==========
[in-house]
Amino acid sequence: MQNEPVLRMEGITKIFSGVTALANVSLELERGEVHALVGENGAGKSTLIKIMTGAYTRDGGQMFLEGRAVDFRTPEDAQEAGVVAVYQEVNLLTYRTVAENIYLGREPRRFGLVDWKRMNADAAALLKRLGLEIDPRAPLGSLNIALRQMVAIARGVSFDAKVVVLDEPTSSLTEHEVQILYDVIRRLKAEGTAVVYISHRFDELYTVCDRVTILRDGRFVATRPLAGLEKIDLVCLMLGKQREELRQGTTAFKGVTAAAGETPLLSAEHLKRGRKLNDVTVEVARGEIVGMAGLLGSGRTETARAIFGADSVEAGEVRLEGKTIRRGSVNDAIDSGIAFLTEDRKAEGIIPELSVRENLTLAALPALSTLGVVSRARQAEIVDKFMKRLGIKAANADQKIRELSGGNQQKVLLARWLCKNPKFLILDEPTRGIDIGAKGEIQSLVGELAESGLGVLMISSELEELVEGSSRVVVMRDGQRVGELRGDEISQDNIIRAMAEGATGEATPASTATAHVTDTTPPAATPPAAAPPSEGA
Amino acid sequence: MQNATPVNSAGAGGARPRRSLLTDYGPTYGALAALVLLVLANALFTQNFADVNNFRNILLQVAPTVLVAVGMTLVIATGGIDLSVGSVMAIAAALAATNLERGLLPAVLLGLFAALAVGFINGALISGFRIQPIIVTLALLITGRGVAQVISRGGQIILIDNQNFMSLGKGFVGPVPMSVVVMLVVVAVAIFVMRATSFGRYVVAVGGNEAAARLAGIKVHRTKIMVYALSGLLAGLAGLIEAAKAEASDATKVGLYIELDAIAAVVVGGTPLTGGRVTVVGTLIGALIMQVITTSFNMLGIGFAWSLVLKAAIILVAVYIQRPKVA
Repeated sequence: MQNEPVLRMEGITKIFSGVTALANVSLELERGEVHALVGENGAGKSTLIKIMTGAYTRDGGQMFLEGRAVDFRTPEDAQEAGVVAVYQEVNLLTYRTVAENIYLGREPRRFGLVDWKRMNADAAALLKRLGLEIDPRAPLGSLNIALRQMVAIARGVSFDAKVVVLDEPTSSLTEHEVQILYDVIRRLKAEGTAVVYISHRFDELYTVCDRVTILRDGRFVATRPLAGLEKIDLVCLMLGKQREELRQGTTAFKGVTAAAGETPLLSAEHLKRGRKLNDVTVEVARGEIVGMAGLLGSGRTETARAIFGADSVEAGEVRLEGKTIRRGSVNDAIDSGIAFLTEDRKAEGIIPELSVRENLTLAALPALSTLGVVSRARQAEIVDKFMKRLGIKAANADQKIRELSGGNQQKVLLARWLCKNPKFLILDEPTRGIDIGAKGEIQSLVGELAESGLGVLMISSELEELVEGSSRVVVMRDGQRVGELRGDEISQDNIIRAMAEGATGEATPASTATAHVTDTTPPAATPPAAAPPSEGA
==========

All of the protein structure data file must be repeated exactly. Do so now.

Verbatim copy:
[in-house]
Amino acid sequence: MQNEPVLRMEGITKIFSGVTALANVSLELERGEVHALVGENGAGKSTLIKIMTGAYTRDGGQMFLEGRAVDFRTPEDAQEAGVVAVYQEVNLLTYRTVAENIYLGREPRRFGLVDWKRMNADAAALLKRLGLEIDPRAPLGSLNIALRQMVAIARGVSFDAKVVVLDEPTSSLTEHEVQILYDVIRRLKAEGTAVVYISHRFDELYTVCDRVTILRDGRFVATRPLAGLEKIDLVCLMLGKQREELRQGTTAFKGVTAAAGETPLLSAEHLKRGRKLNDVTVEVARGEIVGMAGLLGSGRTETARAIFGADSVEAGEVRLEGKTIRRGSVNDAIDSGIAFLTEDRKAEGIIPELSVRENLTLAALPALSTLGVVSRARQAEIVDKFMKRLGIKAANADQKIRELSGGNQQKVLLARWLCKNPKFLILDEPTRGIDIGAKGEIQSLVGELAESGLGVLMISSELEELVEGSSRVVVMRDGQRVGELRGDEISQDNIIRAMAEGATGEATPASTATAHVTDTTPPAATPPAAAPPSEGA
Amino acid sequence: MQNATPVNSAGAGGARPRRSLLTDYGPTYGALAALVLLVLANALFTQNFADVNNFRNILLQVAPTVLVAVGMTLVIATGGIDLSVGSVMAIAAALAATNLERGLLPAVLLGLFAALAVGFINGALISGFRIQPIIVTLALLITGRGVAQVISRGGQIILIDNQNFMSLGKGFVGPVPMSVVVMLVVVAVAIFVMRATSFGRYVVAVGGNEAAARLAGIKVHRTKIMVYALSGLLAGLAGLIEAAKAEASDATKVGLYIELDAIAAVVVGGTPLTGGRVTVVGTLIGALIMQVITTSFNMLGIGFAWSLVLKAAIILVAVYIQRPKVA
Repeated sequence: MQNEPVLRMEGITKIFSGVTALANVSLELERGEVHALVGENGAGKSTLIKIMTGAYTRDGGQMFLEGRAVDFRTPEDAQEAGVVAVYQEVNLLTYRTVAENIYLGREPRRFGLVDWKRMNADAAALLKRLGLEIDPRAPLGSLNIALRQMVAIARGVSFDAKVVVLDEPTSSLTEHEVQILYDVIRRLKAEGTAVVYISHRFDELYTVCDRVTILRDGRFVATRPLAGLEKIDLVCLMLGKQREELRQGTTAFKGVTAAAGETPLLSAEHLKRGRKLNDVTVEVARGEIVGMAGLLGSGRTETARAIFGADSVEAGEVRLEGKTIRRGSVNDAIDSGIAFLTEDRKAEGIIPELSVRENLTLAALPALSTLGVVSRARQAEIVDKFMKRLGIKAANADQKIRELSGGNQQKVLLARWLCKNPKFLILDEPTRGIDIGAKGEIQSLVGELAESGLGVLMISSELEELVEGSSRVVVMRDGQRVGELRGDEISQDNIIRAMAEGATGEATPASTATAHVTDTTPPAATPPAAAPPSEGA